Google doodle celebrates Norwegian explorer Thor Heyerdahl

Google doodle celebrates Norwegian explorer Thor Heyerdahl

PanARMENIAN.Net - Google has used its latest animated home page doodle to celebrate the life of Norwegian ethnographer explorer Thor Heyerdahl, best known for leading the Kon-Tiki expedition of 1947, who was born on October 6 in 1914, The Independent reported.

In the expedition, Heyerdahl and his crew of five sailed a balsa wood raft 5,000 miles westwards from Peru towards French Polynesia in an attempt to prove his hypothesis that the islands were colonised from the Americas, rather than from the Asian mainland, as had previously been thought.

The point of the journey was to travel on a raft built using materials and technology that would have been available to pre-Colombian Americans, i.e. those living on the continent before the arrival of Europeans, headed by Christopher Columbus, in 1492.

People found it hard to believe that such distances could be covered using such basic vessels. The journey was successful, with the Kon-Tiki making landfall in the Tuamoto Islands on 7 August 1947, 101 days after setting sail.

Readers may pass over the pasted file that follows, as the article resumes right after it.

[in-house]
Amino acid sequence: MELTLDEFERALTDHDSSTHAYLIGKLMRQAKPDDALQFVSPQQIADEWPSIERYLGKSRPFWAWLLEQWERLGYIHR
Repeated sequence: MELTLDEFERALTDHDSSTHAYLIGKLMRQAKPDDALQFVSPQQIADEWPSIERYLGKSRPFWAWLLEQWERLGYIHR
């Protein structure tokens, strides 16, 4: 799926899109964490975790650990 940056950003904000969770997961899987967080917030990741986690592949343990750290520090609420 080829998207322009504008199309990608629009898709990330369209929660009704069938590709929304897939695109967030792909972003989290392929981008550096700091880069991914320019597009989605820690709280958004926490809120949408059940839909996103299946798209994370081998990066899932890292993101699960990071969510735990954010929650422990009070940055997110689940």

The doodle also shows a moai, one of the huge sculptures found on Rapa Nui, or Easter Island, which Heyerdahl visited from 1955-6 on an archaeological expedition. Again, he was keen to prove that the island had been settled from the east rather than the west. Heyerdahl's theories have largely not been backed up by DNA testing.

Heyerdahl was born in Larvik in southern Norway and studied zoology and geography at the University of Oslo, while studying Polynesian culture in his spare time. He fought during the Second World War with the Free Norwegian Forces, following the Nazi occupation of the country. He married three times, and died in 2002.

Heyerdahl's expeditions made him one of the most famous anthropologists in the world, writing a number of books that became huge-sellers, and making a 1951 documentary film about the Kon-Tiki expedition, which went on win an Academy Award. The story was adapted again into a feature film in Norway in 2012, which was both the country's most expensive and highest-grossing movie.

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